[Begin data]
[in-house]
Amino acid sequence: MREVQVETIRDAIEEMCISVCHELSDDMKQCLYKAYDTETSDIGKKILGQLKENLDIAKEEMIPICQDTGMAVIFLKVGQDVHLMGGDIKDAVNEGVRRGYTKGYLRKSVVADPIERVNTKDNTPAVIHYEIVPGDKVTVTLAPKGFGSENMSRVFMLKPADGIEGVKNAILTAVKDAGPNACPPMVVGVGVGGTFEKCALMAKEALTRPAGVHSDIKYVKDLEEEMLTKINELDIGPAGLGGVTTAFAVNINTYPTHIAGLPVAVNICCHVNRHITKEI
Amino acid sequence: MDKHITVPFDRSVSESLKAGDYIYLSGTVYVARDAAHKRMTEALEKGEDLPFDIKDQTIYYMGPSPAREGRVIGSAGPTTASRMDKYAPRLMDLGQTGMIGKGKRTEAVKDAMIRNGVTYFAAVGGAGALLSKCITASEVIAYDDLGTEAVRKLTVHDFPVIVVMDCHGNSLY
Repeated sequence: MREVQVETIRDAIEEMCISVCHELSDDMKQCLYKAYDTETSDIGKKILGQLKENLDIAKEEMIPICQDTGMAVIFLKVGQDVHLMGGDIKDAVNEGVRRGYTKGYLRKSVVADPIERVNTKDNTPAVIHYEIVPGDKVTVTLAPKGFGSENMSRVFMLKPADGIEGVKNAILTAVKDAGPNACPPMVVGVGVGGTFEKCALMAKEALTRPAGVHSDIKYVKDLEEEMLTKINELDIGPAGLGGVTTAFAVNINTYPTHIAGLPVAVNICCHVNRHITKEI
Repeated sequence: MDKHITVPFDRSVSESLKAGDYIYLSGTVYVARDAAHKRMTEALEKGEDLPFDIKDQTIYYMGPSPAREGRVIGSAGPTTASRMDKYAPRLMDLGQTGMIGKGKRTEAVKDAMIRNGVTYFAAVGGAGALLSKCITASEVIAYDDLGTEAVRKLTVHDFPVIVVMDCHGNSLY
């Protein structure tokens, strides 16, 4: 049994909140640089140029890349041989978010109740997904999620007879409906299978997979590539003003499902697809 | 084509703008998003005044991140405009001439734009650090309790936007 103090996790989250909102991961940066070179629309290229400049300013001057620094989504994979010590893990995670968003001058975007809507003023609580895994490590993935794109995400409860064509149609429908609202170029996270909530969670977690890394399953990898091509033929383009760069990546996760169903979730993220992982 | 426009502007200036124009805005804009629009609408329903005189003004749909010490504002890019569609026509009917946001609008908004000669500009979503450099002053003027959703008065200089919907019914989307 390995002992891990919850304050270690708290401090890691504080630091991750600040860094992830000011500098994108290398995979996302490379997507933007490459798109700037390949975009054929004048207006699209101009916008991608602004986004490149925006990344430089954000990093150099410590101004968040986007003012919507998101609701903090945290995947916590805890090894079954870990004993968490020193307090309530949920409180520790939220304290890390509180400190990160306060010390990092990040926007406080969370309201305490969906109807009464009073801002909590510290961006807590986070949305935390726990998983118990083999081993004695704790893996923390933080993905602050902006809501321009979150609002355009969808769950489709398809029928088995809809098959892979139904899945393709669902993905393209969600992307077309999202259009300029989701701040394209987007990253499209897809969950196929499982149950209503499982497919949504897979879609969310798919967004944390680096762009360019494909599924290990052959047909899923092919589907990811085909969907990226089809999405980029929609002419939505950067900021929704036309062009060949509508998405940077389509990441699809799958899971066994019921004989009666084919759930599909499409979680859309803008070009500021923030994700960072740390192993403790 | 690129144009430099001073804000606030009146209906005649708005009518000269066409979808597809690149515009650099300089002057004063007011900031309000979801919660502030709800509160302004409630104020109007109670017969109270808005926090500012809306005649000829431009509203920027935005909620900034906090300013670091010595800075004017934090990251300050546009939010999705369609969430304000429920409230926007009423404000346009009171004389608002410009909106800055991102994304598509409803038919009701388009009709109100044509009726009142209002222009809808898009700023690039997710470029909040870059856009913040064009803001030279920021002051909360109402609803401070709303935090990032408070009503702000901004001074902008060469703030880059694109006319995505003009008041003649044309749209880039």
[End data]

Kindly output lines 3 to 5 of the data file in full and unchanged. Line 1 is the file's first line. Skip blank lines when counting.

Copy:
Amino acid sequence: MDKHITVPFDRSVSESLKAGDYIYLSGTVYVARDAAHKRMTEALEKGEDLPFDIKDQTIYYMGPSPAREGRVIGSAGPTTASRMDKYAPRLMDLGQTGMIGKGKRTEAVKDAMIRNGVTYFAAVGGAGALLSKCITASEVIAYDDLGTEAVRKLTVHDFPVIVVMDCHGNSLY
Repeated sequence: MREVQVETIRDAIEEMCISVCHELSDDMKQCLYKAYDTETSDIGKKILGQLKENLDIAKEEMIPICQDTGMAVIFLKVGQDVHLMGGDIKDAVNEGVRRGYTKGYLRKSVVADPIERVNTKDNTPAVIHYEIVPGDKVTVTLAPKGFGSENMSRVFMLKPADGIEGVKNAILTAVKDAGPNACPPMVVGVGVGGTFEKCALMAKEALTRPAGVHSDIKYVKDLEEEMLTKINELDIGPAGLGGVTTAFAVNINTYPTHIAGLPVAVNICCHVNRHITKEI
Repeated sequence: MDKHITVPFDRSVSESLKAGDYIYLSGTVYVARDAAHKRMTEALEKGEDLPFDIKDQTIYYMGPSPAREGRVIGSAGPTTASRMDKYAPRLMDLGQTGMIGKGKRTEAVKDAMIRNGVTYFAAVGGAGALLSKCITASEVIAYDDLGTEAVRKLTVHDFPVIVVMDCHGNSLY